Section 6 goes further, they demand that they be authorised to reconfigure my personal computer and install hardware and software, and disable any other LAN card and remove any defective network interface card, including an ATM25 card. ATM25 was considered obsolete in 2001. They also further clarify that their connection must not be shared (directly or indirectly) to any other LAN or server. What is a server, and how can you distinguish it from a personal computer that happens to be listening on a TCP port?
I'm struggling to understand, PCCW is offering a 200Mbps connection for a single personal computer that is not for commercial purposes and is not a server. What can you do on a PC that requires that bandwidth? Even UHD video only requires 25Mbps. Does this mean that, although the connection to your PC is rated at 200Mbps, PCCW's network cannot support that in general? Does their bandwidth figure mean anything?
The PCCW Representative was helpful and informed me that if I didn't register today, this was the last day of their free offer. Actually, I'm being dishonest. I should say that the PCCW Representative employed a high-pressure sales technique to induce fear of loss of opportunity with the objective of forcing me to agree to unreasonable terms and conditions.
I decided not to accept the free internet offer. What use is an internet service that I cannot connect to my home network? No matter, I still have the 100Mbps connection from PCCW's competitor. I can also still enjoy the fibre upgrade for nowTV to 4K UHD video, right? Wrong! Another PCCW representative informed me that I could only have the fibre upgrade if I accept the internet offer. I wonder if they would fine me for not using the Netflix service enough?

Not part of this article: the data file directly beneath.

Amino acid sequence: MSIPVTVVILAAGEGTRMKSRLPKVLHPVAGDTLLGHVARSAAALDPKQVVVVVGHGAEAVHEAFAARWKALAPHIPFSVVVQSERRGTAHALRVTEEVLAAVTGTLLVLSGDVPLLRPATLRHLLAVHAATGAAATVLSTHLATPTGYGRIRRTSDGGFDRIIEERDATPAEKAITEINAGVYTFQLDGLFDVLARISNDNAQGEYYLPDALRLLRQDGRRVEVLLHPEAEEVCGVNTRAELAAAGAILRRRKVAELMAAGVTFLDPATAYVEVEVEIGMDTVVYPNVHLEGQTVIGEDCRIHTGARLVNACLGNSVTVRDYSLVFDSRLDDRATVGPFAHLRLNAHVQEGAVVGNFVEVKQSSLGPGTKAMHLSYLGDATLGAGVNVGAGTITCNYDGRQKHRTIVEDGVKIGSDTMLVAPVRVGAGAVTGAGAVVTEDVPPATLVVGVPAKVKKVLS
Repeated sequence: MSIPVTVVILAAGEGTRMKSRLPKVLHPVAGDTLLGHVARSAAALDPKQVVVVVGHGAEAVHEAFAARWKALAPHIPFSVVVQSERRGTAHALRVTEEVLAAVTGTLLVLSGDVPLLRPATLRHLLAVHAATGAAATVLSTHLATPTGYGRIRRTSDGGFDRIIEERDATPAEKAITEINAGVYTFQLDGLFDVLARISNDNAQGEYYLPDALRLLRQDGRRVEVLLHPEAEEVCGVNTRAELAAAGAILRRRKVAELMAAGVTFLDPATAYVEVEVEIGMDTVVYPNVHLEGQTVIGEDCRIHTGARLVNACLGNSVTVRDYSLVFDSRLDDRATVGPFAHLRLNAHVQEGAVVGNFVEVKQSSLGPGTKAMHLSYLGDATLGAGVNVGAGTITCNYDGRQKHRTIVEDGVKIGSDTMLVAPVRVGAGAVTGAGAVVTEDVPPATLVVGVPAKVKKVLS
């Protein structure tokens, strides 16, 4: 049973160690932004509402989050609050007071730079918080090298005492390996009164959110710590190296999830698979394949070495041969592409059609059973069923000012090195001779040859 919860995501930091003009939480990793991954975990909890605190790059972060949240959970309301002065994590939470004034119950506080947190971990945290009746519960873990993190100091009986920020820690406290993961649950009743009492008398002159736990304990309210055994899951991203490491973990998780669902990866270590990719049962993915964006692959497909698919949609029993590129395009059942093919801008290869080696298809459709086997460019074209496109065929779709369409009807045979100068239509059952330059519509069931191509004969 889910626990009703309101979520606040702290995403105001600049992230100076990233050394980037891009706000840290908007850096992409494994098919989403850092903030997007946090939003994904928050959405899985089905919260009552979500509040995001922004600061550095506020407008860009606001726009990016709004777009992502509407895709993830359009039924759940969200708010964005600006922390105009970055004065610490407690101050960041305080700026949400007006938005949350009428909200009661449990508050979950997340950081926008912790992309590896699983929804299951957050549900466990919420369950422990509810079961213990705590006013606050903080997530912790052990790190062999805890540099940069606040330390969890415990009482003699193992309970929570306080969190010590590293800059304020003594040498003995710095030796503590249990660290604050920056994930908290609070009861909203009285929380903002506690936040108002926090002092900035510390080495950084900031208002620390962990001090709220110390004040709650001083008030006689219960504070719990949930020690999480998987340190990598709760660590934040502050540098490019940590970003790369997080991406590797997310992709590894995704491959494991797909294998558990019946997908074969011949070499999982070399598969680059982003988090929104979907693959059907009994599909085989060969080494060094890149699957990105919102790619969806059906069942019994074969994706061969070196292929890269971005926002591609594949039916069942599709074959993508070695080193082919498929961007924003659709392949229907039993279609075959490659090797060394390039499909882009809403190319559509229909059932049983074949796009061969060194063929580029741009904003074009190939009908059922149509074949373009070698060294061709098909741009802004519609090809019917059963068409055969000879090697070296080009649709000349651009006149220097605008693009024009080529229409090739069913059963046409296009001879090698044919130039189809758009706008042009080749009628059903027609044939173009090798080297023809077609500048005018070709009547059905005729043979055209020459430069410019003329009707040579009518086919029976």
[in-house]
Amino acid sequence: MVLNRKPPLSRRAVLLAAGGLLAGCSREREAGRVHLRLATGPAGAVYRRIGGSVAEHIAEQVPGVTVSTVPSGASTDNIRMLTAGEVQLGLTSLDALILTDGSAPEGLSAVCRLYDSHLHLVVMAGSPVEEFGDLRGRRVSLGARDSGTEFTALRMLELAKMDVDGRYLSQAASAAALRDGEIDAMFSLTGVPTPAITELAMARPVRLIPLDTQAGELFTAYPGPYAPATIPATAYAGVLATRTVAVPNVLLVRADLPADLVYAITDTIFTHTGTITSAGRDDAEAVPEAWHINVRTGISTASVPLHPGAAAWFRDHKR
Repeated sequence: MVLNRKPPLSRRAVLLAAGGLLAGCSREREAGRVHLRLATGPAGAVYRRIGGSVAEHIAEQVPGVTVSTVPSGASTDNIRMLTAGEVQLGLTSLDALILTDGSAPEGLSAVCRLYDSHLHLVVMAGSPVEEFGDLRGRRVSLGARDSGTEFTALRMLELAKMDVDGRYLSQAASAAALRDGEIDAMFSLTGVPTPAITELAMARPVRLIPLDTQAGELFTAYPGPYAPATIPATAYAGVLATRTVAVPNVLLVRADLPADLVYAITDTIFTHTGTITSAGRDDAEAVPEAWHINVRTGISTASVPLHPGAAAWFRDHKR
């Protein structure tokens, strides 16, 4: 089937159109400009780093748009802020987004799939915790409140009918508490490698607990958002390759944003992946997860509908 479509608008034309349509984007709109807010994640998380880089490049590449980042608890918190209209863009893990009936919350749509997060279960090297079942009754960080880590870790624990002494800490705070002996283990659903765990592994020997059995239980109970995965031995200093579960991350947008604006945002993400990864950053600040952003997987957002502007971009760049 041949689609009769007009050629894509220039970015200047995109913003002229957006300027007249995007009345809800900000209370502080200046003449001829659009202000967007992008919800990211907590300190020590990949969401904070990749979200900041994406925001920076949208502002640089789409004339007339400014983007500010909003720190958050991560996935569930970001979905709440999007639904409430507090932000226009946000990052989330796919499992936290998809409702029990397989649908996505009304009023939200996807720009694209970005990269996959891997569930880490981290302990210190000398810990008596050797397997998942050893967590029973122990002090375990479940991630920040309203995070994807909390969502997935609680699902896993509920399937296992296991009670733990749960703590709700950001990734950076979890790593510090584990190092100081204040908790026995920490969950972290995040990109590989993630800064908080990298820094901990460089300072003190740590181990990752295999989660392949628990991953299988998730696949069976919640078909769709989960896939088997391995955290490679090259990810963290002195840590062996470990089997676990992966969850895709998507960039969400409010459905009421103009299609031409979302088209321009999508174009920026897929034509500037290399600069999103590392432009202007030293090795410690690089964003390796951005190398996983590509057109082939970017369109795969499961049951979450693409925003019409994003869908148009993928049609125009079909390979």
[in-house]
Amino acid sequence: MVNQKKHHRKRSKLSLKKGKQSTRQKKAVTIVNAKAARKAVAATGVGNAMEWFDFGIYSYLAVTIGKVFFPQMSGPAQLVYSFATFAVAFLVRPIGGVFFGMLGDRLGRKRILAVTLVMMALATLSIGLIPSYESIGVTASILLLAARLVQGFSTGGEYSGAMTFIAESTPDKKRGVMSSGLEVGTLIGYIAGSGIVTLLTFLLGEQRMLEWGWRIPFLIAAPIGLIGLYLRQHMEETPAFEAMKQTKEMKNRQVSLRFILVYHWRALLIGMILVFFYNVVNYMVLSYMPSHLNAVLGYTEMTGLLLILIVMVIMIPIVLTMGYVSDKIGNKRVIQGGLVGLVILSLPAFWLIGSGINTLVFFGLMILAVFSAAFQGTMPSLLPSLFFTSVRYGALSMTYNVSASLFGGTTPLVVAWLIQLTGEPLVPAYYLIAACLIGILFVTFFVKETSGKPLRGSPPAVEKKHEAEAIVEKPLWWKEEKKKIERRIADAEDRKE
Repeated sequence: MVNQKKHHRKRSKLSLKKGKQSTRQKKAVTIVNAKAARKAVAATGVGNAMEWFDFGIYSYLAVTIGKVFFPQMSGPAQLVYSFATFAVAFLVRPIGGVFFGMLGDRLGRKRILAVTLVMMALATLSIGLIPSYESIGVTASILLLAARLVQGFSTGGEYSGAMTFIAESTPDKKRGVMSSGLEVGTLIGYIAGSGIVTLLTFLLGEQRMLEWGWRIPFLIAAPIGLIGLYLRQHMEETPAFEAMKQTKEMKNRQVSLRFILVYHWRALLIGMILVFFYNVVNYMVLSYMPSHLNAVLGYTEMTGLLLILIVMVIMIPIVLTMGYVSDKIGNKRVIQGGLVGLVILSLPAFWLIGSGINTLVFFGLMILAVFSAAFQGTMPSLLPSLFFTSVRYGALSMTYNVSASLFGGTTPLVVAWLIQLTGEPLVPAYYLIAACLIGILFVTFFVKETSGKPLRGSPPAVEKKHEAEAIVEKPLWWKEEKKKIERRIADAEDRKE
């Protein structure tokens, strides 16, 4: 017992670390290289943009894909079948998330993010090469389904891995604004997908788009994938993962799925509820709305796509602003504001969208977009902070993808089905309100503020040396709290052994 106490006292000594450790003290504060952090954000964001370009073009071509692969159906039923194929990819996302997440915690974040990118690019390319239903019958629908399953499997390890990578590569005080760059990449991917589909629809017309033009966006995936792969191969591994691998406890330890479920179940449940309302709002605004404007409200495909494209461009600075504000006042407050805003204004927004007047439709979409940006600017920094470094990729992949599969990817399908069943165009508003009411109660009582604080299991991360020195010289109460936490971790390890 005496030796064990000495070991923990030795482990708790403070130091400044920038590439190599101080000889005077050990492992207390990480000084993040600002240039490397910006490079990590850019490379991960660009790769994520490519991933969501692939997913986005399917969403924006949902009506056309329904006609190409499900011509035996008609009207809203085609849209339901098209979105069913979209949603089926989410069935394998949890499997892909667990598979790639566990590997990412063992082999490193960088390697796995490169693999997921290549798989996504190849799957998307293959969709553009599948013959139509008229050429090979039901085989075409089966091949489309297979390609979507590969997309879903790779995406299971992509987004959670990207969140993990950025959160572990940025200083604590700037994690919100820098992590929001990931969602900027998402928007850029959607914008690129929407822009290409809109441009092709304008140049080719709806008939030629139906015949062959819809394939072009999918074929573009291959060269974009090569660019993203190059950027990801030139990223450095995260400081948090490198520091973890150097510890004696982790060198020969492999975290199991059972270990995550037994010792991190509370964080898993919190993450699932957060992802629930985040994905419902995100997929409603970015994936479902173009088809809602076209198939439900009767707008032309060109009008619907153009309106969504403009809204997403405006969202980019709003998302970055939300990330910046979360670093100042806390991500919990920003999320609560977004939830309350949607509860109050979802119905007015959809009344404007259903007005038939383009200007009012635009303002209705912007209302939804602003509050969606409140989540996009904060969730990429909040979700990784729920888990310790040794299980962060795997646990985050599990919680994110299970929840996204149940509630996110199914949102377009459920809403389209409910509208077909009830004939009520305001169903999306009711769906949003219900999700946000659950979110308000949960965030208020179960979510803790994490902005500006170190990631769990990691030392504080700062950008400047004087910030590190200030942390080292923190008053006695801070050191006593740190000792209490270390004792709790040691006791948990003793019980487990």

I did ask for a copy of the recording they made of our phone conversation, well, I do regard that as my personal data. They'll get back to me on that. I also told them that I might be publishing a blog article about this.
If anyone from PCCW is reading this, Hello! I will, of course, correct any factual errors that might have crept in, and, if you respond to this, I may share your response here. I am wondering how this incident fits in with your marketing plans. Presumably, you have recently laid fibre to my building and you want to encourage as many of the households as you can to use your new bandwidth. Perhaps there is also some convenience in having your engineers pull fibre into each flat in a specific period. Therefore, you designed this marketing campaign to upgrade your customer's connections, and extend their service plans, but your campaign had the opposite effect with me, mainly because your Terms and Conditions appear to be written for conditions 20 years ago. Even then, I had multiple computers at home on a network, though that was probably not common. Now, households with multiple computers (desktops, laptops, smartphones, IoT devices) are the norm. Then, it might be expected that home users would need assistance with installing and configuring an ethernet card and TCP/IP software, now ethernet or WiFi is standard, and configuration is automatic.
So, PCCW, which decade are you in?